French girls switched at birth demand millions in damages
The families of two 20 year old women, who were accidentally switched at birth, appeared in court in Grasse in southeastern France on Tuesday where they are suing doctors and the clinic involved for more than 12 million euros.
In July 1994 Sophie Serrano gave birth to a baby she named Manon, who was put in a special incubator shortly afterwards because she was suffering from jaundice.
She shared the incubator with another affected newborn girl, because there were not enough such incubators equipped with lights in the clinic.
A nurse unwittingly switched them, and while both mothers immediately expressed doubts about the babies, commenting on their different hair lengths, they were sent home anyway.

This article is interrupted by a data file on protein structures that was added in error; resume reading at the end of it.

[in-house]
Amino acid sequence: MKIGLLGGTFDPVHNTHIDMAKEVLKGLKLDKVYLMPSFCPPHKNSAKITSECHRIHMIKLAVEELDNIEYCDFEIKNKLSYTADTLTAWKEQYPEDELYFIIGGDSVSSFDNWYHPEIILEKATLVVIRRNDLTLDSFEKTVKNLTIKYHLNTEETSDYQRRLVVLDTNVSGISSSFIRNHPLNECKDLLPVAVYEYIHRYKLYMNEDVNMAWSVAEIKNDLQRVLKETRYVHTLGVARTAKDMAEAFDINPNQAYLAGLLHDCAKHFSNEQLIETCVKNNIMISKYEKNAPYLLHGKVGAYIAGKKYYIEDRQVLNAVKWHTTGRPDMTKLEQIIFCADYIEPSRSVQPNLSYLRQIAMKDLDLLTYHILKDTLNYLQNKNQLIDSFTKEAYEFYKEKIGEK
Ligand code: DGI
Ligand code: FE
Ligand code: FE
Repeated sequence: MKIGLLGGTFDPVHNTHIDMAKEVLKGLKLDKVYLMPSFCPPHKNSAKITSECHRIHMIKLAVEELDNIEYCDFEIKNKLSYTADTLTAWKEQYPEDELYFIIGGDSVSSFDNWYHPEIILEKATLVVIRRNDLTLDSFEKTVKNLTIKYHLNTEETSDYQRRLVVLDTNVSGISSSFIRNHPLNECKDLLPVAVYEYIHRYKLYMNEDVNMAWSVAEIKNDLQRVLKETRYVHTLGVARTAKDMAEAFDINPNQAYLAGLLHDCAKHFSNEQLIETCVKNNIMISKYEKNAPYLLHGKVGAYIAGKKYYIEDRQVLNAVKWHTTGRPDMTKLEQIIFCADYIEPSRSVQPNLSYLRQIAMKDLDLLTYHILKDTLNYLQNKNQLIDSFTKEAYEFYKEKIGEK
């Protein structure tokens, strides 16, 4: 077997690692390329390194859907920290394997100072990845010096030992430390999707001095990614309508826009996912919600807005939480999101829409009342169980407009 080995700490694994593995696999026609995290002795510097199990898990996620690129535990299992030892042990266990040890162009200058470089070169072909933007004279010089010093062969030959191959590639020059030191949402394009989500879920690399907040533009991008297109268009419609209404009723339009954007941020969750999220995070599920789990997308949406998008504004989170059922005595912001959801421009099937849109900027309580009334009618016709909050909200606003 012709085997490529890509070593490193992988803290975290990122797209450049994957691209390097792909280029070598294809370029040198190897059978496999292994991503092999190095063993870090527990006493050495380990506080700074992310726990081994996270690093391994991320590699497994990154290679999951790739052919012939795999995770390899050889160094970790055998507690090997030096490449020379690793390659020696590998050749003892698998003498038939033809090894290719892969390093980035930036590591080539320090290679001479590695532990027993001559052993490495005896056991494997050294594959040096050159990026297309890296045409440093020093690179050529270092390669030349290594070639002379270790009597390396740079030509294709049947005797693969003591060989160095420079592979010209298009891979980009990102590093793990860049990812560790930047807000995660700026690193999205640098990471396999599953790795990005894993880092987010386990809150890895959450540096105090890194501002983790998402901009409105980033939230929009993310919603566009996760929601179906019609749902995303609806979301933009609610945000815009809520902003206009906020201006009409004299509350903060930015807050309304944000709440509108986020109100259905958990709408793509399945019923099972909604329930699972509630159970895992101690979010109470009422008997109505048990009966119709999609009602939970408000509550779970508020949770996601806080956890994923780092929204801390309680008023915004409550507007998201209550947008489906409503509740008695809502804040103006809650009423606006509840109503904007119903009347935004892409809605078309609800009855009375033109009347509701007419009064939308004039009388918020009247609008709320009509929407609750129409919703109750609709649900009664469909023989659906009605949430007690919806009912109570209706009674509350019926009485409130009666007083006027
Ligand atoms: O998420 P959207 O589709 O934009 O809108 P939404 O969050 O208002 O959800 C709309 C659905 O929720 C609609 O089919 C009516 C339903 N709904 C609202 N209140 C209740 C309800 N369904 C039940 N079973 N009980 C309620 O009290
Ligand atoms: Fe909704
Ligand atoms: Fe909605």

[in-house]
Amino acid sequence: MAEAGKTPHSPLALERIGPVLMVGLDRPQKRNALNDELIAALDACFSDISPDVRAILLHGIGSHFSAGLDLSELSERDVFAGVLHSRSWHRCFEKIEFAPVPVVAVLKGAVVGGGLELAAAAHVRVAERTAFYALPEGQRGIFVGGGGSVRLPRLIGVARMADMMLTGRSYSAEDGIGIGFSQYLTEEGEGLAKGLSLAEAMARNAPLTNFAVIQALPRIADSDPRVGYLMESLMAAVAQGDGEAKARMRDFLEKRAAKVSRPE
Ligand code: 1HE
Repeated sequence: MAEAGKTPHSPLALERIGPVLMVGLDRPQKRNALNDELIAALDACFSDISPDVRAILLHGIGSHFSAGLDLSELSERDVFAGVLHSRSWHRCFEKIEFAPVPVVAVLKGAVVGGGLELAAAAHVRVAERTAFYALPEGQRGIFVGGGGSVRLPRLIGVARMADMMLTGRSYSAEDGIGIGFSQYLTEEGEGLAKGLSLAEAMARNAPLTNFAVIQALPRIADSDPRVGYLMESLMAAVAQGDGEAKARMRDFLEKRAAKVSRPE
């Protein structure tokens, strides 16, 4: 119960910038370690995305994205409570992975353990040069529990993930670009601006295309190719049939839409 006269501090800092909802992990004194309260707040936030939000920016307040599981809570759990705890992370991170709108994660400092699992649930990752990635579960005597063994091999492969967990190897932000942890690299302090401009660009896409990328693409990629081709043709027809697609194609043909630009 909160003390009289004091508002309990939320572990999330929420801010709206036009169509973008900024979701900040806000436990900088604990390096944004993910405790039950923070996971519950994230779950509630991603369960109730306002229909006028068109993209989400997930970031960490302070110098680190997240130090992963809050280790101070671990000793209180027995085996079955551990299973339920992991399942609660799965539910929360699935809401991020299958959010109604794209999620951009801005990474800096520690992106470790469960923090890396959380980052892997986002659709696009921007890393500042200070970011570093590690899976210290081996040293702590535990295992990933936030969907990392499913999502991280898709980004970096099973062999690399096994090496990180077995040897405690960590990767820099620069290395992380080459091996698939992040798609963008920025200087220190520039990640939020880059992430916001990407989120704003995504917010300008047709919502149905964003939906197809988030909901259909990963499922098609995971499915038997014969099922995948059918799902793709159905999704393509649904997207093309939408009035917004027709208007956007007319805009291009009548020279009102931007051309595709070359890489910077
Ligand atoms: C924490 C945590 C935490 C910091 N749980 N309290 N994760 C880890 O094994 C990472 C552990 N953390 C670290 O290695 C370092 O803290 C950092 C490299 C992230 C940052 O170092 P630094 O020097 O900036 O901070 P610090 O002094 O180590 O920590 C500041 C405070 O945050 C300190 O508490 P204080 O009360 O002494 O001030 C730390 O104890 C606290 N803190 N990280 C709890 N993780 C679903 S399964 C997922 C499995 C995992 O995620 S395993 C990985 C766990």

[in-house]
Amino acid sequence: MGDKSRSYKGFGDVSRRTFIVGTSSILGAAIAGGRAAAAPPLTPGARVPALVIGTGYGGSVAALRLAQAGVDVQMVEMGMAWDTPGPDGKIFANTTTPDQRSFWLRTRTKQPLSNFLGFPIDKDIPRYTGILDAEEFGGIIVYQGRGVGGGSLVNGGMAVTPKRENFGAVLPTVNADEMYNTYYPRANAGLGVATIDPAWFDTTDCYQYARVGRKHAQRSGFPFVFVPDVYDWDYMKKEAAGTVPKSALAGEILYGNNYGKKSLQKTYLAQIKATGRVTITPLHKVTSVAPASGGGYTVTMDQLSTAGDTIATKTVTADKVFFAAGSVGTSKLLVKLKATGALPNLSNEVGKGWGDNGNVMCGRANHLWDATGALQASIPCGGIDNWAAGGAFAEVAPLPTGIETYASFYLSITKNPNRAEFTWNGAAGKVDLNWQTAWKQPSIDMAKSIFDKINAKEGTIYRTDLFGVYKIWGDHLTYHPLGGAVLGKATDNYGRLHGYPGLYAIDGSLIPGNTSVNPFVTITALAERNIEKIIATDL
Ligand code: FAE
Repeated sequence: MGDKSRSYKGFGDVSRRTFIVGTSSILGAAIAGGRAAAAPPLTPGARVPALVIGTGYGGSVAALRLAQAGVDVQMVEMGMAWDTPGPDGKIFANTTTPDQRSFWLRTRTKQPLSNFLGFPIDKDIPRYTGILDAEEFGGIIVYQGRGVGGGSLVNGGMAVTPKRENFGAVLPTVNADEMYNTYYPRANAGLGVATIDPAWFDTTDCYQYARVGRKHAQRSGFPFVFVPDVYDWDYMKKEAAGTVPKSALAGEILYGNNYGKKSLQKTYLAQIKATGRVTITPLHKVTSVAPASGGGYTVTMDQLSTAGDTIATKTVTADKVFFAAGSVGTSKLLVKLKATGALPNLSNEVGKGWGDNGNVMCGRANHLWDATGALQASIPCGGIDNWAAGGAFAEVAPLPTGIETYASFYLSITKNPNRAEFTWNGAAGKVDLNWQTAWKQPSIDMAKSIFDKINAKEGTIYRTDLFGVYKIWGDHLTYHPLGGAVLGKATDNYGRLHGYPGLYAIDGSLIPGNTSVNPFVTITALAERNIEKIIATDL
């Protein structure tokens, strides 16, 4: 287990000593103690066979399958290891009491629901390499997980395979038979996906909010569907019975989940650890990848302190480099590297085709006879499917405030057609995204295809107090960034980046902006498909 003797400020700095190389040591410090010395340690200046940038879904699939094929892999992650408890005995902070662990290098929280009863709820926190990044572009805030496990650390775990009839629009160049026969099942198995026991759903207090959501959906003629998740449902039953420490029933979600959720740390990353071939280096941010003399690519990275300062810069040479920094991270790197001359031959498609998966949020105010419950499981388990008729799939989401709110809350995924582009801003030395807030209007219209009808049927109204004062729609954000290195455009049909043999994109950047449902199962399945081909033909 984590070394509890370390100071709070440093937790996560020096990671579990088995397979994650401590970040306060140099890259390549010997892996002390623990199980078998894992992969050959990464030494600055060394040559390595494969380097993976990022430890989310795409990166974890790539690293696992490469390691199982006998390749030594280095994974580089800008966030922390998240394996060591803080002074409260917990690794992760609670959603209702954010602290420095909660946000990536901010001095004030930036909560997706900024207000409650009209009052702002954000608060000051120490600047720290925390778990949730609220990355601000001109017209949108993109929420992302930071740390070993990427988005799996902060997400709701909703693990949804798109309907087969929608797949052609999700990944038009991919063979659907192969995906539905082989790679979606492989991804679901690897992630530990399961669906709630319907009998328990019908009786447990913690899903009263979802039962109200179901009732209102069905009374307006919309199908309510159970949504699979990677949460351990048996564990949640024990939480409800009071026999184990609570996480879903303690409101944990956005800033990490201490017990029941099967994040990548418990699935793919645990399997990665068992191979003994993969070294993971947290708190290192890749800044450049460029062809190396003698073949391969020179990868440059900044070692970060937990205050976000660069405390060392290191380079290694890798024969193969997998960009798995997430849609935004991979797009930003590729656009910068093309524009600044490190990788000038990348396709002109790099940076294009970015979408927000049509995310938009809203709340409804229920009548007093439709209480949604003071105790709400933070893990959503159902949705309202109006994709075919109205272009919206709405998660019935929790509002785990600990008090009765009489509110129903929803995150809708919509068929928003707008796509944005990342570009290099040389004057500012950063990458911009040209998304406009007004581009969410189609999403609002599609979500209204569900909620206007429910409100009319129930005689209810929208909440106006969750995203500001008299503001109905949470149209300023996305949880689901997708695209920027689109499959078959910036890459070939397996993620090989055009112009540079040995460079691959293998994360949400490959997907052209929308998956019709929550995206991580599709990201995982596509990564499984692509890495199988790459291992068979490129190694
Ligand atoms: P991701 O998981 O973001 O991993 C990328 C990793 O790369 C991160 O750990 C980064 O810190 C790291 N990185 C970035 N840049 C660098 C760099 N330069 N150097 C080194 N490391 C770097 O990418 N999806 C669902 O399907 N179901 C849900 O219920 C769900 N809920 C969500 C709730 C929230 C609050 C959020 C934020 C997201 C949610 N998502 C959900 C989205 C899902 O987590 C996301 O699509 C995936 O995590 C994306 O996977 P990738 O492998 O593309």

Ten years later, bothered by the fact that his daughter bore no resemblance to him with her darker skin, Manon’s father did a paternity test which revealed that he was not her biological parent.
Sophie Serrano then discovered that she was not Manon’s biological mother either.
She began trying to find the other family who might have her biological daughter.
The investigation revealed that at the time of the births, three newborns suffered from jaundice – two girls and a boy.
Instead of putting a girl and boy in the same incubator with the special lights, the two girls were placed together, according to the lawyer of one of the obstetricians being sued.
Another obstetrician, two paediatricians, the clinic and an auxiliary nurse are also being sued.
The two sets of parents eventually met their biological daughters for the first time when the girls were 10 years old but did not ask that they be switched back.
Although both families attended today’s closed-door court hearing, the other family have opted to remain anonymous.
In damages, the families are demanding 3 million euros for each of the 20 year old women, 1.5 million for three parents and 750,000 for each brother or sister.